I'm not talking about simple guess-book-like table, but more to real, big enterprise database here..

AND? OR? JOIN? INNER-JOIN? All too simple. How about a query based on polimorphically evaluated methods based on the current millisecond? Can your database even handle that? Even object databases are notoriously better than relational databases for complex queries. I have chosen a very simple query on purpose to handicap Prevayler and give relational databases a better chance. --KlausWuestefeld.

Ok, this is what I'm looking for. I can download and use prevayler on my next project, but too bad... I don't know how to perform complex query on my collections. Is there any sample or resources that I can visit to learn more about this things? so I can rely on prevayler to perform my database queries.

See: HowDoIQueryMyObjects?

Yes, prove it that it's "TOO SIMPLE" since Java's collections (eg. TreeMap, HashMap) are only using one key, how if it involve more than one key (eg. query based on the name and zip-code)?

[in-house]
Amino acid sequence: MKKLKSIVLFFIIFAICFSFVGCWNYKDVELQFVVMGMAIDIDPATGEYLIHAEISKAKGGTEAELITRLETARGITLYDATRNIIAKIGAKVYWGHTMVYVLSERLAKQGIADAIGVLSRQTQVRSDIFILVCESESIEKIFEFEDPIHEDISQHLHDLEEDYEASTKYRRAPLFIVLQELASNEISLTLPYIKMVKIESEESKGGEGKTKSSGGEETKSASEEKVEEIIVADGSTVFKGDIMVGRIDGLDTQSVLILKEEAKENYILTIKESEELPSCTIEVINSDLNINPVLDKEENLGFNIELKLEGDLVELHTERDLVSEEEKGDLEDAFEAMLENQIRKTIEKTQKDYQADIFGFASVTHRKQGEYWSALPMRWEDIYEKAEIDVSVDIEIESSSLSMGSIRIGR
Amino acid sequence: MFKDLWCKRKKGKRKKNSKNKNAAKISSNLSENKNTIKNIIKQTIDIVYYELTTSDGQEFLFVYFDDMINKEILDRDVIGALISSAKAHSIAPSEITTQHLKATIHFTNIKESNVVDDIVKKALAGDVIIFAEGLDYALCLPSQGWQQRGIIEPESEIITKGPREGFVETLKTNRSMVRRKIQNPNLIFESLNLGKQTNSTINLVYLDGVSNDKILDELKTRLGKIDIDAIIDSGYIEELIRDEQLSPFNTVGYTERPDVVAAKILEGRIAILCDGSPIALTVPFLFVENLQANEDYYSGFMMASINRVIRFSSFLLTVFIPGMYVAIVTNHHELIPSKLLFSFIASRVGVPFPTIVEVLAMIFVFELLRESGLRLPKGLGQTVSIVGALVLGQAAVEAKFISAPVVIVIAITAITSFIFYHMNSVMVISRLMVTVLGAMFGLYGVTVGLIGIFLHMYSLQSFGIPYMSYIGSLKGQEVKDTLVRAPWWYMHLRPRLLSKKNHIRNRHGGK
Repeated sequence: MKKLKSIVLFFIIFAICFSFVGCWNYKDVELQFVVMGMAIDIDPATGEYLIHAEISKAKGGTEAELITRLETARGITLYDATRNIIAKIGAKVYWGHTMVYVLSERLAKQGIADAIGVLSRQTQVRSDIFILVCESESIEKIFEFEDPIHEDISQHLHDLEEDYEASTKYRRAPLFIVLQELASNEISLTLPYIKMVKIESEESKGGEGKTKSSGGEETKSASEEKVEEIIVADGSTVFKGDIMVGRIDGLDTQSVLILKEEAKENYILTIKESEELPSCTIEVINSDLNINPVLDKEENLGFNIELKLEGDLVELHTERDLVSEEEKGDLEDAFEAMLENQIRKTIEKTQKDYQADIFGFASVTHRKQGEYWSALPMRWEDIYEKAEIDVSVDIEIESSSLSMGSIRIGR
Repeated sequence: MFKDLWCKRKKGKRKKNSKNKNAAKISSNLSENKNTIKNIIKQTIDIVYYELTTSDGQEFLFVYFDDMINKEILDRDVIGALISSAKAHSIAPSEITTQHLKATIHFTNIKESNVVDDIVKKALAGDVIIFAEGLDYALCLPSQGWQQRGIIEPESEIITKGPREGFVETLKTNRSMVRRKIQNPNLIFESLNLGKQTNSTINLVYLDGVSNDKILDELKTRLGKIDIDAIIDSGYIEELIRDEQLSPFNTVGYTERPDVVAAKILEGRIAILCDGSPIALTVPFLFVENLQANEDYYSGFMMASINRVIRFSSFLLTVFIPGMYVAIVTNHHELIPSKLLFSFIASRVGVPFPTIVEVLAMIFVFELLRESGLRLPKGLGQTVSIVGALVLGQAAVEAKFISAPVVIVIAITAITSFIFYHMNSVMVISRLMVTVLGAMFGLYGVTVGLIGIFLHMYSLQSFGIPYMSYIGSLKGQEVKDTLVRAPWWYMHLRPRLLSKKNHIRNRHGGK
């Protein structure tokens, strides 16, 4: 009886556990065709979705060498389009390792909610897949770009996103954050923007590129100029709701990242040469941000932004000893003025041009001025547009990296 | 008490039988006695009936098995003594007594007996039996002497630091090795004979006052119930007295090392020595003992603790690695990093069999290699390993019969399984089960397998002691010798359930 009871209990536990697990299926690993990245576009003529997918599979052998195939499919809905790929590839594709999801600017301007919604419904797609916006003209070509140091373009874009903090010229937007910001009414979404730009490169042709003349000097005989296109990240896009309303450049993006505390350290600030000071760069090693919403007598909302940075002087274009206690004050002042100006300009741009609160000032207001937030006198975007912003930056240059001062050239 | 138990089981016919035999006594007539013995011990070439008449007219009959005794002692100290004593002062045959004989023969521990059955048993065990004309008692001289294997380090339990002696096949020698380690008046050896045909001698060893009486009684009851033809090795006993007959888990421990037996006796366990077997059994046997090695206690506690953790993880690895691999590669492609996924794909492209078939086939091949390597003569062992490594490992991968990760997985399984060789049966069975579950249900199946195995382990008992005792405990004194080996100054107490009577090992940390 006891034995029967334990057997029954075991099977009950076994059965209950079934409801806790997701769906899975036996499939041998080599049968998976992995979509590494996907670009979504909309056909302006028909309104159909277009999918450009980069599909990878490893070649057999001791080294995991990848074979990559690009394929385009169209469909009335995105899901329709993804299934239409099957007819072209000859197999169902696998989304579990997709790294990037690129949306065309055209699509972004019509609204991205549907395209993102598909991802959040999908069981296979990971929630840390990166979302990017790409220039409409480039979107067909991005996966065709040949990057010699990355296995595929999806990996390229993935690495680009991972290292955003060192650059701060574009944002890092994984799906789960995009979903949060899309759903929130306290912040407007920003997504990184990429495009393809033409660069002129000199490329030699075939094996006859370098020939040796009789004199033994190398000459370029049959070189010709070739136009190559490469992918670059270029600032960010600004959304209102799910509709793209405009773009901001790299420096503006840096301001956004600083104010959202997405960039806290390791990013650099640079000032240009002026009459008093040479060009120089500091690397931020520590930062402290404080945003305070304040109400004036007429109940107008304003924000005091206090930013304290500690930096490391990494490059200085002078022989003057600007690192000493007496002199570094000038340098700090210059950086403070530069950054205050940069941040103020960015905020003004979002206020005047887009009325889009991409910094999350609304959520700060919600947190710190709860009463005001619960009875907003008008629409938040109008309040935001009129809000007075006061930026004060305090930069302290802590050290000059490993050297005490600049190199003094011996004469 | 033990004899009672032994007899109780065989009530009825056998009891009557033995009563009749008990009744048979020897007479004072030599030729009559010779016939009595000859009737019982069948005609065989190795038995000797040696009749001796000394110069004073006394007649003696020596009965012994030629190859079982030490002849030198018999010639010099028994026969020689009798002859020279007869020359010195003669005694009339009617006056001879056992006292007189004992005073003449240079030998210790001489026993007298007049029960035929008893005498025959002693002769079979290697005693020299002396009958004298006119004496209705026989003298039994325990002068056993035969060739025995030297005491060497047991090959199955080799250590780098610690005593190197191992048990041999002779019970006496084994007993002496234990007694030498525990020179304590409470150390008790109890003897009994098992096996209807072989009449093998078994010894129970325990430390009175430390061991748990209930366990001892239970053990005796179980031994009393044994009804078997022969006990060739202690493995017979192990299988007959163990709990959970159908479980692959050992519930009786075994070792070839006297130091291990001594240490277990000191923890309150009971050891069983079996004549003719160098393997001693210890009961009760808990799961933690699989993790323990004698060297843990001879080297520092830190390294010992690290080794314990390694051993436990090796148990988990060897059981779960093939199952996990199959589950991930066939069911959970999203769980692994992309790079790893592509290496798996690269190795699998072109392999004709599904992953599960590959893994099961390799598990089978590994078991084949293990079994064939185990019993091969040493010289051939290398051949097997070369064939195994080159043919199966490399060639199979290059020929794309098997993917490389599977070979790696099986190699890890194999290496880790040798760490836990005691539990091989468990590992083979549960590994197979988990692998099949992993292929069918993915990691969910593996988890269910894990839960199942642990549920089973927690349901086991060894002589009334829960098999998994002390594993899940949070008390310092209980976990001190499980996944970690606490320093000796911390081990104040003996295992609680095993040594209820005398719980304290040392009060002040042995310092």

You are not restricted to using the Java collections API. See: HowDoIQueryMyObjects? and NoMorePorridge.

Everybody, just don't click the "NoMorePorridge" links, it give you nothing.. no solution there.. it's just joke... (don't know who's idea is this!)
Prevayler is a great concept, but it not ready to be used for serious application. We can say that prevayler is a very powerfull boat-engine, but it's only an engine, it cannot float in the water yet... so no use!
If you claim prevayler are the solution.. think again.. since it not complete!!!.. I know we not restricted only to using java collections API. but... what else? maybe somebody got the API to do query, but somebody else NOT.
So how we can use prevayler for our project if we don't have any query API????

Have you taken a look at the collections APIs and query languages in HowDoIQueryMyObjects? Have you even entered that page?

Hi, I am new to this discussion and IMHO there are some valid points on both sides: